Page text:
When Abubakr El-Gadi fled persecution in the Darfur region of Sudan 10 years ago he says he was escaping harassment from the police and the military.
A decade on and his experience of the police in his new home in Cardiff is certainly more positive - and it is all because of football.
Mr El-Gadi came to Wales as a refugee just as civil war began to bring the plight of the people of Darfur to the attention of the international community.
And the international language of football is helping to build relations between the Sudanese community in Cardiff and an institution feared by many in their homeland - the police.
Abubakr El-Gadi is now chairman of the Sudanese Community of Cardiff and South Wales.
He watches on proudly as two football teams stride out from the bowels of the Cardiff International Sports Stadium into the bright spring evening - 11 young men from Cardiff's Sudanese community taking on a not-so-young team assembled by South Wales Police.
The inaugural Cardiff Community Cohesion Cup is under way - and the police drafted in former Swansea City striker Lee Trundle and former Cardiff City and Swansea City midfielder Roger Gibbins - as well as Bluebirds favourites Damon Searle and Derek Brazil.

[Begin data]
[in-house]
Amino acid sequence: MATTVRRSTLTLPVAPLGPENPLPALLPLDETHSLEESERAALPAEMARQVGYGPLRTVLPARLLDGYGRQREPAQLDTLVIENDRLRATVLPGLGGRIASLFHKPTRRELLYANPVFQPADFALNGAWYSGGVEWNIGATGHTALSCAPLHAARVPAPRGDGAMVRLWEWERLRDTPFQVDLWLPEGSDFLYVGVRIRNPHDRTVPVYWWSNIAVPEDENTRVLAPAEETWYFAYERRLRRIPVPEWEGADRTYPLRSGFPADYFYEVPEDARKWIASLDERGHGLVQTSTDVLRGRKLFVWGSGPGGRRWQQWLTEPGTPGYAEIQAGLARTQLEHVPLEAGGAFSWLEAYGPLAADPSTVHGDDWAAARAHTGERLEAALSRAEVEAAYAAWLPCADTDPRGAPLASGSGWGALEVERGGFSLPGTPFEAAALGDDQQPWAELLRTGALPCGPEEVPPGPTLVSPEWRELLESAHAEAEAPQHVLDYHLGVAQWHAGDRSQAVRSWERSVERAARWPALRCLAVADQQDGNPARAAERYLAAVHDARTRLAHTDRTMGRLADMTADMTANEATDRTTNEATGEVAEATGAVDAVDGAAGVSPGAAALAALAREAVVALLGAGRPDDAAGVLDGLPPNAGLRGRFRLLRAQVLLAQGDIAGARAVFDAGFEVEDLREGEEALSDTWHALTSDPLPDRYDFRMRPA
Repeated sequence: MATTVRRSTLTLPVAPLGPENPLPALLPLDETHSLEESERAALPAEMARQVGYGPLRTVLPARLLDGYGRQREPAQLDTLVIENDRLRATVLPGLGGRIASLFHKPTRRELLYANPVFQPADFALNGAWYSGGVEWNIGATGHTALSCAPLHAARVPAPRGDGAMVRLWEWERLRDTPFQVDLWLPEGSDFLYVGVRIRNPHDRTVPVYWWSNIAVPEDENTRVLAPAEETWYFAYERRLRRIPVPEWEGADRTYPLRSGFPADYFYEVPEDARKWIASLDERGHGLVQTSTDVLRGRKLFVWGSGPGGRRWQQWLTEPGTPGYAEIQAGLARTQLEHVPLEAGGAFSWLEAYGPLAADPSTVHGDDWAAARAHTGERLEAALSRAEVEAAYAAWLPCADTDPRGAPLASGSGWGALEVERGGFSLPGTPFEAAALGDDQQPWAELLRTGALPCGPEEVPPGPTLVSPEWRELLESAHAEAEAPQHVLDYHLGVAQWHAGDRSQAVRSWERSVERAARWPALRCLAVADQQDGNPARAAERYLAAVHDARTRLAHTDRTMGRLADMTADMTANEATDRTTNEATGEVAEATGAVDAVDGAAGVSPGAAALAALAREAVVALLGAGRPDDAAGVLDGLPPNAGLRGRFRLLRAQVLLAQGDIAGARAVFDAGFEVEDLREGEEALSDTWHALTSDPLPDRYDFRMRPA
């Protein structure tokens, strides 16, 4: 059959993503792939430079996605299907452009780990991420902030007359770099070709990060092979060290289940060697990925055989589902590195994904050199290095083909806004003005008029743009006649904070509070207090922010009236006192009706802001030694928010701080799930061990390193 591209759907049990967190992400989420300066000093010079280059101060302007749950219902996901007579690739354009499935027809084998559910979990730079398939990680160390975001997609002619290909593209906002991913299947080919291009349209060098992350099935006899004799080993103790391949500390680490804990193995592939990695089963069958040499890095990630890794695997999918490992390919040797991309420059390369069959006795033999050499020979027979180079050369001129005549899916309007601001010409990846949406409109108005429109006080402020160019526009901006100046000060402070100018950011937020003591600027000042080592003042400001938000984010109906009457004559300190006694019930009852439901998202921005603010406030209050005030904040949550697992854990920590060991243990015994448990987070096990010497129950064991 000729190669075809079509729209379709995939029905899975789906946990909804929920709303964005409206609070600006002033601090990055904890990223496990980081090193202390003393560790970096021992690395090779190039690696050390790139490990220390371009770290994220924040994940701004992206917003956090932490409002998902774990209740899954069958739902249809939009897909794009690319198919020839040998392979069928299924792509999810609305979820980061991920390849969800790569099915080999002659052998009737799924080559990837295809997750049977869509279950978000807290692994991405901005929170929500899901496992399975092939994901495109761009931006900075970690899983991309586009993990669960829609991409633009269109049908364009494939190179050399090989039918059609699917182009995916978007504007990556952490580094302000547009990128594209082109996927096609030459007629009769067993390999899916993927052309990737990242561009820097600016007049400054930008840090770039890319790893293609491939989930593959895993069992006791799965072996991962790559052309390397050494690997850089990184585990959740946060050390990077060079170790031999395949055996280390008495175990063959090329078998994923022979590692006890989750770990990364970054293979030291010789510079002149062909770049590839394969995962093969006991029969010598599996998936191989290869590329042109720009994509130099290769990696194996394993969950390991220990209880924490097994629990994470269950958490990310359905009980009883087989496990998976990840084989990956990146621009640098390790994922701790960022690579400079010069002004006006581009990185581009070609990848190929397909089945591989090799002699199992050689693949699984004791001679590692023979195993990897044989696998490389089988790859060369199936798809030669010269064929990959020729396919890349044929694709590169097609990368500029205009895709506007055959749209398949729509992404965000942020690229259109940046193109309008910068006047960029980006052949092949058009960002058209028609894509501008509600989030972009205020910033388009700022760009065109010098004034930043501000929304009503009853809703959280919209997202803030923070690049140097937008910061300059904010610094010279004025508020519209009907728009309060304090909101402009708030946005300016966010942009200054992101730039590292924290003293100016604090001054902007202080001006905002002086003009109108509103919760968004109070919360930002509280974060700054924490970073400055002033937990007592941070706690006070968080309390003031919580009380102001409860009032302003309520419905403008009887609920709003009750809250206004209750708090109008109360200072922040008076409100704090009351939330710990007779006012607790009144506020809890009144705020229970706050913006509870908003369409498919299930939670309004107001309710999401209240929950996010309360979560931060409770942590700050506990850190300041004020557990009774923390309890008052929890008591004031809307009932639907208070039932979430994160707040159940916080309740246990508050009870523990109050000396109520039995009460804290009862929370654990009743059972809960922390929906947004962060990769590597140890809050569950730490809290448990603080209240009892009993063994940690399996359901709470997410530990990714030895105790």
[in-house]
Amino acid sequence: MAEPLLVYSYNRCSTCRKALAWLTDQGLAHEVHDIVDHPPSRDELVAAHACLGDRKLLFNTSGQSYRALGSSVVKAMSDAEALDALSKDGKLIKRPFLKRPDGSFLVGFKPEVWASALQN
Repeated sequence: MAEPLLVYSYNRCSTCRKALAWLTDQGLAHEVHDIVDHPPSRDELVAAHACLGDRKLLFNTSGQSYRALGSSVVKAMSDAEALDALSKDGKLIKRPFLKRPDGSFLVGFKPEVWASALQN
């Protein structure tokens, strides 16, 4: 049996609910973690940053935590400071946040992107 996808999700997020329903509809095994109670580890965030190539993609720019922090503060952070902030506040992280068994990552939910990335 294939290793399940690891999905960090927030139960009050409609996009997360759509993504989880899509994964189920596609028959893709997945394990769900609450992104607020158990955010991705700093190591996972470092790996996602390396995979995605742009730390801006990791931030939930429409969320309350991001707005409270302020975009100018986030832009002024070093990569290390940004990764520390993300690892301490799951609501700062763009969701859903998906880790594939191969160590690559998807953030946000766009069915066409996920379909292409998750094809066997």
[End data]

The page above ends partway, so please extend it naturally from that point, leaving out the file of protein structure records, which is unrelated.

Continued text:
"Most of us are refugees and we used to have harassment from the police and the military institutions," said Mr El-Gadi, who was a public prosecutor in the Ministry of Justice before he moved to the UK.
"We are lacking confidence in the government institutions, so to connect the police with football - our beloved activity - really is very clever and we hope that this dialogue will go on."
On an evening where Champions League football was on the television, an enthusiastic crowd chose the Community Cohesion Cup over Europe's premier club football tournament.
Before they even took the field on the night, South Wales Police achieved cohesion between Wales' two rival football cities by including ex-Cardiff City and Swansea City players in the ranks.
Within 15 minutes Trundle had missed a penalty but scored the rebound to put South Wales Police 2-0 up.
The final score was 8-0, no surprise considering the police line-up.
"Sport is a really successful medium for communicating with the community and for building links with the community as we share an awful lot of common ground when it comes to sports," said Chief Inspector Dan Howe of South Wales Police.
"There's a strong interest in football among police officers and the wider police family and also among the communities we work in and help with every day," added Chief Inspector Howe.
Former Cardiff City defender Brazil was delighted to be playing alongside former Swansea City striker Trundle, rather than against him.
"Football is such a worldwide game and it does break down so many barriers and it's great so many ex-players played for the cause tonight," said Brazil.